Newtown Square, PA, October 2, 2017 – A clean white plastic flume in an Iowa soybean field is testimony to a novel and possibly heretical idea: prairie plants, once plowed under by farmers growing corn and soybeans in the Midwest, yield benefits for farmers as well as the environment when integrated with rowcrops.
The flume is just one of many used on and near the Neal Smith National Wildlife Refuge east of Des Moines, Iowa, over the course of a decade of research called “Science-based Trials of Rowcrops Integrated with Prairie Strips,” or STRIPS. Without strips of prairie plants arching down the sloped field of soybeans, the flume would likely have held several inches of soil after a heavy rain.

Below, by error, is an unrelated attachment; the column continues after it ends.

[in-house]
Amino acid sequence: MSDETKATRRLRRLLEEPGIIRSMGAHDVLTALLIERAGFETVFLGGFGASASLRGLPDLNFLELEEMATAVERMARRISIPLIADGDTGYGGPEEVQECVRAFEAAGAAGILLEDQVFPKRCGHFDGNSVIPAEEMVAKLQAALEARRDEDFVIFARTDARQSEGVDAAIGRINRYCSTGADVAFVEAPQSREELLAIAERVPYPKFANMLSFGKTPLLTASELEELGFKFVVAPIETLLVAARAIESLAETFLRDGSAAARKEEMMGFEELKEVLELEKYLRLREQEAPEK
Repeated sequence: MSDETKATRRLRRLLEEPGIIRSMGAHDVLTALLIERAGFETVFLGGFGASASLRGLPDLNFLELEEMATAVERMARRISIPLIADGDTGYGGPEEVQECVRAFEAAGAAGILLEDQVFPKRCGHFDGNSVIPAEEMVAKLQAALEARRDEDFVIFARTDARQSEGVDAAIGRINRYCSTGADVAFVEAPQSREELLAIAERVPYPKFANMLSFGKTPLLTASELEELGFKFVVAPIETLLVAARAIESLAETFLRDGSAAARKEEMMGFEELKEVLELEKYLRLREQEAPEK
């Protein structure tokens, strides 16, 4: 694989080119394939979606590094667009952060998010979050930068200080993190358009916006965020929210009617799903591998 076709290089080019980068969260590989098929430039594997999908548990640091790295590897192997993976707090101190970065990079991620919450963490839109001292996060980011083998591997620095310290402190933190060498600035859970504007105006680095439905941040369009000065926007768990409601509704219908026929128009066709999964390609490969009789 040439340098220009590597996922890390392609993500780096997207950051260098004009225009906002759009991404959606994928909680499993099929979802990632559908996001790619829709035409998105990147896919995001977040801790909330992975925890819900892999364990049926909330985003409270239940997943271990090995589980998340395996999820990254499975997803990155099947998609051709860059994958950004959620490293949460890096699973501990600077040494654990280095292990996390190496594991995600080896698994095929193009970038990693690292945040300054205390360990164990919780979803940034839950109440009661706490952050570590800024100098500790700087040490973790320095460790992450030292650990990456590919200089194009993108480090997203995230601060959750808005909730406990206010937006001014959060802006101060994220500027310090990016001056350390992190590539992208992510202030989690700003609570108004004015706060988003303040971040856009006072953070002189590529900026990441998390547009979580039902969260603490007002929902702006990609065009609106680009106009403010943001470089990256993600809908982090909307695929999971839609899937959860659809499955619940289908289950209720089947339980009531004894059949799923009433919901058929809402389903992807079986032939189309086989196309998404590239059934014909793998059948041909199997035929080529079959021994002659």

The STRIPS research team is led by Iowa State University, the USDA Forest Service, Leopold Foundation for Sustainable Agriculture, and the U.S. Fish & Wildlife Service. A paper published today in the journal Proceedings of the National Academy of Sciences (PNAS) describes research quantifying the effects of integrating strips of native prairie species amid corn […]